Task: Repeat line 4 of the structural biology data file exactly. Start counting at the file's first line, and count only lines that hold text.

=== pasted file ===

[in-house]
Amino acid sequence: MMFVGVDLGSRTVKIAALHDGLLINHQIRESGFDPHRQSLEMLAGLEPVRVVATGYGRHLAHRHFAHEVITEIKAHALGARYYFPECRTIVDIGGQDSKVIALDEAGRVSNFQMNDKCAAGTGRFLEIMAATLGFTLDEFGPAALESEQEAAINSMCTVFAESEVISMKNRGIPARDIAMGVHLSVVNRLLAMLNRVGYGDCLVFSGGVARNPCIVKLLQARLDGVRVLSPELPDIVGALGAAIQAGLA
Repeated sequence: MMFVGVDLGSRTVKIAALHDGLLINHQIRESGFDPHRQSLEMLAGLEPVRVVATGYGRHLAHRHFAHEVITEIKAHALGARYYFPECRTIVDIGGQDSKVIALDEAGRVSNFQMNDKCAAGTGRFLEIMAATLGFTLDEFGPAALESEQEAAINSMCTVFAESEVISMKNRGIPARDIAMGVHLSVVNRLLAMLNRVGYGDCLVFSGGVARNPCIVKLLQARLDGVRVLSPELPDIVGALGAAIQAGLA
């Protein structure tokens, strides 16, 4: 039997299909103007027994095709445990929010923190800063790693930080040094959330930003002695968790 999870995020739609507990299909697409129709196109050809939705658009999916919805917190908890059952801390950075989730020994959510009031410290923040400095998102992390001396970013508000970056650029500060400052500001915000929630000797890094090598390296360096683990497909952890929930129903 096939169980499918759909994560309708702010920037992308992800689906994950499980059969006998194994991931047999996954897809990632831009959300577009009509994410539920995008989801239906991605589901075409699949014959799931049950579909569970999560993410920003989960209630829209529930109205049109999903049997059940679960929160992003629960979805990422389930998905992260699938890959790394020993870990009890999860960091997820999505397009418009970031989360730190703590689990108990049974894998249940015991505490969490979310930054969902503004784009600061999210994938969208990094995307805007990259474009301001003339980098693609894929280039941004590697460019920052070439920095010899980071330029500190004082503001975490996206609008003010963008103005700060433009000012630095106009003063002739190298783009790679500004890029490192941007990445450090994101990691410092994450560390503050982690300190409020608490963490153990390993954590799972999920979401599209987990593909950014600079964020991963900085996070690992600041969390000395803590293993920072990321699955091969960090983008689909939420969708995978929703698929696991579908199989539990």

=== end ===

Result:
């Protein structure tokens, strides 16, 4: 039997299909103007027994095709445990929010923190800063790693930080040094959330930003002695968790 999870995020739609507990299909697409129709196109050809939705658009999916919805917190908890059952801390950075989730020994959510009031410290923040400095998102992390001396970013508000970056650029500060400052500001915000929630000797890094090598390296360096683990497909952890929930129903 096939169980499918759909994560309708702010920037992308992800689906994950499980059969006998194994991931047999996954897809990632831009959300577009009509994410539920995008989801239906991605589901075409699949014959799931049950579909569970999560993410920003989960209630829209529930109205049109999903049997059940679960929160992003629960979805990422389930998905992260699938890959790394020993870990009890999860960091997820999505397009418009970031989360730190703590689990108990049974894998249940015991505490969490979310930054969902503004784009600061999210994938969208990094995307805007990259474009301001003339980098693609894929280039941004590697460019920052070439920095010899980071330029500190004082503001975490996206609008003010963008103005700060433009000012630095106009003063002739190298783009790679500004890029490192941007990445450090994101990691410092994450560390503050982690300190409020608490963490153990390993954590799972999920979401599209987990593909950014600079964020991963900085996070690992600041969390000395803590293993920072990321699955091969960090983008689909939420969708995978929703698929696991579908199989539990």